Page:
People conclude that an unequal distribution of resources is fair if it is entirely due to individual choices. Personal ascriptions are associated with a pattern of beliefs highlighting personal responsibility and the view that individuals receive what they deserve, as well as belief in a fair world, social supremacy, political dogmatism and stereotypes regarding welfare beneficiaries. Various types of research provides understanding of the way acknowledgment of economic inequality is directed by beliefs concerning the poor people, stereotypes about their appearance, and ascriptions for why certain individuals are poor. In America, single mothers and racial minorities, especially African Americans, are the public expression of poverty. Therefore, poverty is perceived as a minority problem and a manifestation of weak sexual customs and the deterioration of the nuclear family. Labels concerning the poor and racial minorities reflect each other with interconnecting descriptions, such as idleness, sexual promiscuity, careless parenting, lack of interest in education, and disrespect of the law. Such features are highly evident in particular subcategories of the poor, for example, aid beneficiaries and the urban poor. Words such as “underclass,” “Cadillac queen,” and “trailer trash” are used to refer to certain ethnic groups to illustrate the way class is associated with race in common conversations and public perception. Social psychological examination of group disparities concentrate on the way such patterns explain common attribution biases, particularly the “actor-observer effect” where people associate their negative results with situational factors but the negative results of others’ with personal causes (Costa‐Lopes et al., 2013).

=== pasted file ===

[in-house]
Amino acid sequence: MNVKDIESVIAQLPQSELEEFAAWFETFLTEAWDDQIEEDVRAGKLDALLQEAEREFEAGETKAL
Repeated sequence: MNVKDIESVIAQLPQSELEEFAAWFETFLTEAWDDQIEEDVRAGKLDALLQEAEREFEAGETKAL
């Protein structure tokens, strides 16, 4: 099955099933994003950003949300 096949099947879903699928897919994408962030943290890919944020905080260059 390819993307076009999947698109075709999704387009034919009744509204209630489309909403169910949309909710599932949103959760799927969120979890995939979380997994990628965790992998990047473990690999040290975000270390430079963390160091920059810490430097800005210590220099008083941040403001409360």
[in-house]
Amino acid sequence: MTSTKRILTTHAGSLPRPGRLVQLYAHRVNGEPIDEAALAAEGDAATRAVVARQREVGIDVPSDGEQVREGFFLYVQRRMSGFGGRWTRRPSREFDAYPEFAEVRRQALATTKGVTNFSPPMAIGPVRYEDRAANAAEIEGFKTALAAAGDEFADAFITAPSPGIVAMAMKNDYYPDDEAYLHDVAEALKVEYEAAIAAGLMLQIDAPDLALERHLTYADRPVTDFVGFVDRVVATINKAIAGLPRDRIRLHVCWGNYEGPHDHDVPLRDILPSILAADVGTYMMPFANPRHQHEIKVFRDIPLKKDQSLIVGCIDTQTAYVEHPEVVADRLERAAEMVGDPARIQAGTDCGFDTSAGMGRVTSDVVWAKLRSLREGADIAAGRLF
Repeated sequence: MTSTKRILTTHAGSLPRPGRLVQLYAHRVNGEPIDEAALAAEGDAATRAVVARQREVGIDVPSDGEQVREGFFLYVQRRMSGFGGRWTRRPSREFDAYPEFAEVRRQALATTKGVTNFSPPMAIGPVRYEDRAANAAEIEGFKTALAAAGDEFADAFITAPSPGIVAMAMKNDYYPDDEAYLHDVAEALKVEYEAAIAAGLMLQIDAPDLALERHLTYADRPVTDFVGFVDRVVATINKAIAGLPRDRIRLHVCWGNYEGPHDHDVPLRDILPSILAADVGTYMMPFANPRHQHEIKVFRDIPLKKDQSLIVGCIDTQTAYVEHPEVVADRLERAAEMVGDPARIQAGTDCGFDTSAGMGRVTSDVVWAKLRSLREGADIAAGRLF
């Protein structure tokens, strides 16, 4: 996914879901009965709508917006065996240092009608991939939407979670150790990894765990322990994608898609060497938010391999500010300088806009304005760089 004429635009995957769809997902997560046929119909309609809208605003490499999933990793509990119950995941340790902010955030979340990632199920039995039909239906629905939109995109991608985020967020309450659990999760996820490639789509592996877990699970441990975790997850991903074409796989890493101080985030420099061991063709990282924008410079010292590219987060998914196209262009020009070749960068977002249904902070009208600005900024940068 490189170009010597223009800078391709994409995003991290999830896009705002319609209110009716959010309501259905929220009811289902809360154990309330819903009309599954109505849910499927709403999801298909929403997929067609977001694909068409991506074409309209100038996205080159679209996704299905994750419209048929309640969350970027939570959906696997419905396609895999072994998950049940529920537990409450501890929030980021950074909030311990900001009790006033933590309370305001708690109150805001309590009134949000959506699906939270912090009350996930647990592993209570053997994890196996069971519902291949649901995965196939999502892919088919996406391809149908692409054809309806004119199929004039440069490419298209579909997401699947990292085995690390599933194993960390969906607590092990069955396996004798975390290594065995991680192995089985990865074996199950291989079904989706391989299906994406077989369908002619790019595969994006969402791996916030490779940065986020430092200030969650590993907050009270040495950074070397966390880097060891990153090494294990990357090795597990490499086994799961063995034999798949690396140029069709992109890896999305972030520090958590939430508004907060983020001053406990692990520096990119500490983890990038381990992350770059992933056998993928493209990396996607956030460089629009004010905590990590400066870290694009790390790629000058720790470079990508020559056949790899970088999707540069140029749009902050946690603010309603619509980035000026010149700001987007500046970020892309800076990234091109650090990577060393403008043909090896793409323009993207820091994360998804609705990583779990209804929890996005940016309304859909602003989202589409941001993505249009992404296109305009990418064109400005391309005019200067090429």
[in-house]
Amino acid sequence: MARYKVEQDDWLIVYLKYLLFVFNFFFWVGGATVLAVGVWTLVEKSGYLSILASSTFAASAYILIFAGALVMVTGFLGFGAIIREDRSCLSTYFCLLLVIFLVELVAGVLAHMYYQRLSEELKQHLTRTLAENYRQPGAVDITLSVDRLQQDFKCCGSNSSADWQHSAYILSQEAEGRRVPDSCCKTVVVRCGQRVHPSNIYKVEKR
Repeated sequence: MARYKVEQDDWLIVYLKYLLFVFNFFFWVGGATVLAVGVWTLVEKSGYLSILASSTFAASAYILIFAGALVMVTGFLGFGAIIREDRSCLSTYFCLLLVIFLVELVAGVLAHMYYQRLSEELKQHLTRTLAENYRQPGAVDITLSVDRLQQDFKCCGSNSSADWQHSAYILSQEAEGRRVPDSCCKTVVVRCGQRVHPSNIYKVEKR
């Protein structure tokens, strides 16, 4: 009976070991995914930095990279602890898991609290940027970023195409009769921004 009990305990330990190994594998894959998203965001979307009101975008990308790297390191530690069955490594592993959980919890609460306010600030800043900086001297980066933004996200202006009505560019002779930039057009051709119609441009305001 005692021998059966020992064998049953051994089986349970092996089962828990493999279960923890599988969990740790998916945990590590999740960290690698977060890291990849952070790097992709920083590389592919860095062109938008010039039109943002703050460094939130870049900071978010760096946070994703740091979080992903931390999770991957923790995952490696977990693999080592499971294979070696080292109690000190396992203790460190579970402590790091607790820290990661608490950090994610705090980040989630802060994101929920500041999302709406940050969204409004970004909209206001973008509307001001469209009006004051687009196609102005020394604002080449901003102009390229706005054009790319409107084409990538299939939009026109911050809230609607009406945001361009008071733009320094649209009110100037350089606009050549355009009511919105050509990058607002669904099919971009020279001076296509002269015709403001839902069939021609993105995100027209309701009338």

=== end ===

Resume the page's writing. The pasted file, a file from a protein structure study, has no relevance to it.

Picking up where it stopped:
The principle of differentiation states that social and economic inequalities should be organized in a manner that they are to the utmost anticipated benefit of the less fortunate. This principle emphasizes that disparity in the allocation of wealth is unjust whenever it does not benefit the poorest individuals in the society. On the other hand, Equality principle states that competitive positions need to be open to any person irrespective of social background, ethnicity or sex. According to equality principle, if some individuals in society have more wealth compared to others, then the possessions are compensations for social positions they occupy, which are accessible to everyone (Arneson, 2008).
Death qualification is not an ethical way of deciding who sits on a death penalty jury because of numerous biases involved. Firstly, what jurors go through during death qualification affects their view of both parts of a death-penalty case. Therefore, jurors shift their concentration from the presumption of guiltlessness to post- conviction events. The courts determination implies guiltiness and makes jurors to believe that the penalty is appropriate or unavoidable. Death qualification also compels jurors to visualize themselves in the penalty-stage proceeding since the assumption of the occurrence of an event increases the personal estimate that it will. Moreover, during death qualification, jurors are interrogated repeatedly concerning their perception of death penalty. This process makes them insensitive to the imposition of death penalty due to recurrent exposure to this emotional condition. Jurors are as well compelled to openly oblige to a particular viewpoint. Additionally, jurors who fail to approve the death penalty also undergo implied legal disapproval by being excepted for being unfit for capital jury service (Death 1). Witt standard is a better way of selecting jury members because it offers more discretion to the judge in death qualification. The judge chooses whether the jurors’ positions towards death penalty prevents or impairs their ability to decide on sentence justly (Butler &Wasserman, 2006).
Arneson, R. (2008). Rawls, responsibility, and distributive justice. Justice, political liberalism, and utilitarianism: Themes from Harsanyi and Rawls, 80-107.
Butler, B., & Wasserman, A. W. (2006). The Role of Death Qualification in Venirepersons’ Attitudes Toward the Insanity Defense1. Journal of Applied Social Psychology, 36(7), 1744-1757.
Costa‐Lopes, R., Dovidio, J. F., Pereira, C. R., & Jost, J. T. (2013). Social psychological perspectives on the legitimation of social inequality: Past, present and future. European Journal of Social Psychology, 43(4), 229-237.